- Second, a good Program of Life includes a personal (usually weekly) schedule with prayer commitments that are decided upon ahead of time. This saves us from the inconsistency that comes from moodiness and constant improvisation. It also includes concrete areas of activity (the formation of good habits of behavior) that directly counteract the most salient manifestations of one’s root sin.
- Third, the Program of Life is a living entity. It can and should change as we get to know ourselves better and as we grow. Living it out is not like following the Ten Commandments, to which there are never exceptions. Rather, it’s like following a game plan on the basketball court; flexibility in the face of life’s dynamism is preferable to scrupulosity.
A Variety of Rules of Life
I haven't read everything on all the pages here listed, so I can't absolutely vouch for orthodoxy, though I weeded out resources that contained, say, quotes from people I knew to be dissenters. I included a couple of Protestant sources, because I think it's quite interesting how deep an influence the Benedictine Rule has had on non-Catholics, and I think it's a hopeful thing since plainly Christians across the board can see how our society is becoming more like the late Roman Empire and are intuitively (or by means of grace) looking to the solution.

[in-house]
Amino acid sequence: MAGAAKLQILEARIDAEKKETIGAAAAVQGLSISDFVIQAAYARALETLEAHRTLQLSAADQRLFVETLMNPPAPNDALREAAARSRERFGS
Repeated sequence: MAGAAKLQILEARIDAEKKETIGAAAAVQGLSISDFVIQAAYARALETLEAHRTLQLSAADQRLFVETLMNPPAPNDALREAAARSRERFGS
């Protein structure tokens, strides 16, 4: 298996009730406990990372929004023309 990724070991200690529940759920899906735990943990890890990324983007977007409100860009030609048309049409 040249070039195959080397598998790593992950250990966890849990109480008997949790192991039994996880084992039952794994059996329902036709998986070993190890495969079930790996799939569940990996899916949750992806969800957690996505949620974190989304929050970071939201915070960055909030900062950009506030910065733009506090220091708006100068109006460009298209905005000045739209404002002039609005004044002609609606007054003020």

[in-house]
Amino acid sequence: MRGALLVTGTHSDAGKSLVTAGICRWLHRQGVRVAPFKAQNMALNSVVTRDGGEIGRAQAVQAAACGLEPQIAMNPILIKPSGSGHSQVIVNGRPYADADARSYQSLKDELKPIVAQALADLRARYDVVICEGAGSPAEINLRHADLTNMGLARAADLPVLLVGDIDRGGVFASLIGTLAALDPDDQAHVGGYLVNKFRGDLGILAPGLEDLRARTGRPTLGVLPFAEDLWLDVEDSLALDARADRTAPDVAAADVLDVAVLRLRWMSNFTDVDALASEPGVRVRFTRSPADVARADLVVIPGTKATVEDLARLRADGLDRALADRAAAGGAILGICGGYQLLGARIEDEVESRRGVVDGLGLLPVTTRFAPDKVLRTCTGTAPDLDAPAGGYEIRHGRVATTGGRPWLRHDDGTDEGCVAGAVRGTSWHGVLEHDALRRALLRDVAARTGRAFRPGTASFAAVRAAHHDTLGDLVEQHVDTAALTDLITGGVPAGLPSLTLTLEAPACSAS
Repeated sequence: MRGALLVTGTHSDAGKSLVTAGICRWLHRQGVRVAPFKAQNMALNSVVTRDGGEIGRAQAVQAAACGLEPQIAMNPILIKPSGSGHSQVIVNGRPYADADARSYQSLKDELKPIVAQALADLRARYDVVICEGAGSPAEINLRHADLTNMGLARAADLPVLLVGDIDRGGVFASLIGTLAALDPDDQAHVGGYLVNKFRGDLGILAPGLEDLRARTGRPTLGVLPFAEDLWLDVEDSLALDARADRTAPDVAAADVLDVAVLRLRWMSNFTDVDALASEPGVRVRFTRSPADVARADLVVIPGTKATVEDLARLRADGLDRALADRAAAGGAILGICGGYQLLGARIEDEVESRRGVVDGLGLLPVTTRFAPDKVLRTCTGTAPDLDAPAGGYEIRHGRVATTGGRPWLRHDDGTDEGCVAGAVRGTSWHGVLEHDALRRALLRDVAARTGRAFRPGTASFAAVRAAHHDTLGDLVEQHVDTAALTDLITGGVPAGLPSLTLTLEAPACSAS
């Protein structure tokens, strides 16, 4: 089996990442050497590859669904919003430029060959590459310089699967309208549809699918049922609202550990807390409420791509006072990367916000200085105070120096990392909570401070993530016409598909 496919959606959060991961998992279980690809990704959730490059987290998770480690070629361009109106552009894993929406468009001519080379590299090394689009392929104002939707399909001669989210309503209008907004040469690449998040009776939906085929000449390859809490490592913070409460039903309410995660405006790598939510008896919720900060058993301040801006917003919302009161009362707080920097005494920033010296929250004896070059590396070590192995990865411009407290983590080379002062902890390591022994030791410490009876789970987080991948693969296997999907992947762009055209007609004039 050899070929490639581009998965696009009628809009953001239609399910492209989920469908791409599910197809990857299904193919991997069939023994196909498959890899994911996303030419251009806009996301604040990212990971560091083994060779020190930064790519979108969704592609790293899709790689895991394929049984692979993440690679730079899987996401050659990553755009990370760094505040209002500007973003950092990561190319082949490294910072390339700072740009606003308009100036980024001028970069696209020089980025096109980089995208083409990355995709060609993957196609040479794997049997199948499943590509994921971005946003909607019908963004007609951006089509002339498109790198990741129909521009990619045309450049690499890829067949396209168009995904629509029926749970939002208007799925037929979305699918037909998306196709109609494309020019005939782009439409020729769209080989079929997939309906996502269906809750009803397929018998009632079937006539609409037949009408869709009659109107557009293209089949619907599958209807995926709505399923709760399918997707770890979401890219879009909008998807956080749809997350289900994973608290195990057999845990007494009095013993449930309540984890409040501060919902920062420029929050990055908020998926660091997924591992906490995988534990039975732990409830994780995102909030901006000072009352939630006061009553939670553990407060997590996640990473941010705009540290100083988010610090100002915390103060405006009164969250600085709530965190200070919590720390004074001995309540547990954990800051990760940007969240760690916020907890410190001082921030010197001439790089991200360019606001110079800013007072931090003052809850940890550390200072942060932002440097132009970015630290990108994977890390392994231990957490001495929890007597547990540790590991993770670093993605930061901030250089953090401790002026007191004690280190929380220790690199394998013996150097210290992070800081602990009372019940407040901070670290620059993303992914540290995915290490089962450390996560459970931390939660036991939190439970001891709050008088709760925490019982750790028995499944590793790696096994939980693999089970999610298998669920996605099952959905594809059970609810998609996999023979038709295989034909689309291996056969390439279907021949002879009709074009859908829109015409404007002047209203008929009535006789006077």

Rule of Life (PDF)
a Rule of Life is something to help us live our lives in regular contact with God, welcoming each new day, week, month or Church’s season as a new opportunity to love and serve Our Lord and our fellow men and women.
CS LEwis Institute Rule of Life(PDF)
(I am guessing this one is non-Catholic)